The number of leukocytes in cervical polyps was previously associated with cervical inflammation/infection [19, 24]. Leukocytes were counted using haematoxylin-eosin-stained specimens. We counted leukocytes in three high power fields (HPFs), and the average was calculated in each case .
To identify the clinical variables associated with a significant difference between delivery at < 34 weeks and delivery at ≥34 weeks of gestation, univariate analyses were performed using the χ2-test, Student’s t-test, or Mann–Whitney U test where appropriate. A multiple logistic regression analysis was performed to identify independent risk factors that correlate with delivery at < 34 weeks of gestation (including miscarriage at ≥12 weeks). Diagnostic values for predicting delivery at < 34 weeks were calculated using significant risk factors. We also investigated independent risk factors for delivery < 37 weeks of gestation; however, only 4 patients delivered at 34 to 36 weeks. Receiver operating characteristic (ROC) curves were drawn to correlate with delivery at < 34 weeks, and the relationship between clinical risk factors and delivery at < 34 weeks was assessed using a multiple logistic regression analysis. The odds ratio (OR) and 95% confidence intervals (CI) were also calculated. All analyses were performed using statistical analysis software (JMP, version 11.2.0; SAS Institute Inc., Tokyo, Japan). A p value < 0.05 was regarded as significant.
Among 73 patients, 53 (72.6%, 53/73) had undergone cervical polypectomy at < 14 weeks of gestation (Fig. 1). Sixteen patients (21.9%, 16/73) delivered at < 34 weeks and 20 (27%, 20/73) at < 37 weeks, including five miscarriages (6.8%, 5/73) (Fig. 2).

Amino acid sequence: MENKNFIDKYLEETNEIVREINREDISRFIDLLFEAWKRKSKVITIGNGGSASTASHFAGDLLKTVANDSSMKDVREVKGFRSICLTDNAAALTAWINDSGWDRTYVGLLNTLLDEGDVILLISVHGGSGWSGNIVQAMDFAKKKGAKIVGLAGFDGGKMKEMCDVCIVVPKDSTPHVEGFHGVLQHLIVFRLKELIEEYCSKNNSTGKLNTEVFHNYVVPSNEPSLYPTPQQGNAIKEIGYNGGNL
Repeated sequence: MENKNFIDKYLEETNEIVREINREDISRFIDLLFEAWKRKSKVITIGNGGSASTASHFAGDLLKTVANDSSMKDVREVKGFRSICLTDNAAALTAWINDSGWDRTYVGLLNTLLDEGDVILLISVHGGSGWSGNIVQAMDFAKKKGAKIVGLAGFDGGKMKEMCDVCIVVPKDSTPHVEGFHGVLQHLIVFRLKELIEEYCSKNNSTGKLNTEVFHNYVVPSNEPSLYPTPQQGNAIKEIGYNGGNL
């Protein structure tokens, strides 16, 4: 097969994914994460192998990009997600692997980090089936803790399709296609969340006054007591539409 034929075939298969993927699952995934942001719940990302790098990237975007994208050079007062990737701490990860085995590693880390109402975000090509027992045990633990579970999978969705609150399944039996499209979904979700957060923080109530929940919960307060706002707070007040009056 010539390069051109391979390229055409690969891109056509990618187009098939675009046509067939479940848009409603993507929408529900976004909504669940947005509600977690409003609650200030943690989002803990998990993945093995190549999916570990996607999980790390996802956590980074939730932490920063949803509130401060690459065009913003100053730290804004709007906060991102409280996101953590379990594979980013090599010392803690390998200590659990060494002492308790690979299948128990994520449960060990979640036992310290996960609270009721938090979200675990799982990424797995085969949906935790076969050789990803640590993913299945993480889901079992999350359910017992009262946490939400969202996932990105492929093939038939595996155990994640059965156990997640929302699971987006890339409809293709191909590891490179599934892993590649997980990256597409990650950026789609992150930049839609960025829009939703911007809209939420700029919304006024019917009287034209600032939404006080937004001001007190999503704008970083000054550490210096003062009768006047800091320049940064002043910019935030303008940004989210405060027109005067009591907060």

Table 1 shows a comparison of clinical features between PTB, PTB + Miscarriage ≥12 weeks, and Term delivery. Polyp width (11.1 ± 8.8 mm and 12.5 ± 8.5 mm) and the proportion of decidual polyps (93.3 and 95.0%) in the PTB and PTB + Miscarriage groups were significantly different from those in the Term delivery group (6.8 ± 3.9 mm and 62.2%, respectively). Table 2 shows a comparison of clinical features between delivery at < 34 weeks (Delivery at < 34 weeks group) and delivery at ≥34 weeks (Delivery at ≥34 weeks group). The proportion of genital bleeding before polypectomy (87.5%), polyp width (11.1 ± 8.8 mm), the proportion of decidual polyps (93.7%), and histological chorioamnionitis (61.5%) in the Delivery at < 34 weeks group were significantly higher than those (47.4%, 7.4 ± 4.4 mm, 64.9, and 20.0%, respectively) in the Delivery at ≥34 weeks group. On the other hand, gestational age at polypectomy (8.6 ± 2.3 weeks) in the Delivery at < 34 weeks group was significantly lower than that (11.7 ± 6.6 weeks) in the Delivery at ≥34 weeks group. Polyp width ≥ 12 mm (AUC = 0.746) and ≤ 10 weeks of gestation at polypectomy (AUC = 0.707) were cut-off values that correlated with delivery at < 34 weeks of gestation using the ROC curve (Fig. 3).
Table 3 shows the risk factors identified by a univariate analysis and a multiple logistic regression analysis for delivery at < 34 weeks (a) or < 37 weeks (b) of gestation in patients who had undergone polypectomy. By a univariate analysis, polyp width (≥ 12 mm), bleeding before polypectomy, polypectomy at ≤10 weeks, and the proportion of decidual polyps were significantly different in the delivery at < 34 weeks and < 37 weeks group. The independent risk factors identified by a multiple logistic regression analysis for delivery at < 34 weeks and delivery at < 37 weeks were polyp width ≥ 12 mm [11.8 (2.5–77.5), p = 0.001], genital bleeding before polypectomy [6.5 (1.2–55.7), p = 0.025], and polypectomy at ≤10 weeks of gestation [5.9 (1.2–45.0), p = 0.028] in the study of delivery at < 34 weeks. Polyp width ≥ 12 mm [6.5 (1.6–30.9), p = 0.008] and polypectomy at ≤10 weeks of gestation [4.0 (1.1–17.6), p = 0.032] were independent risk factors for delivery at < 37 weeks.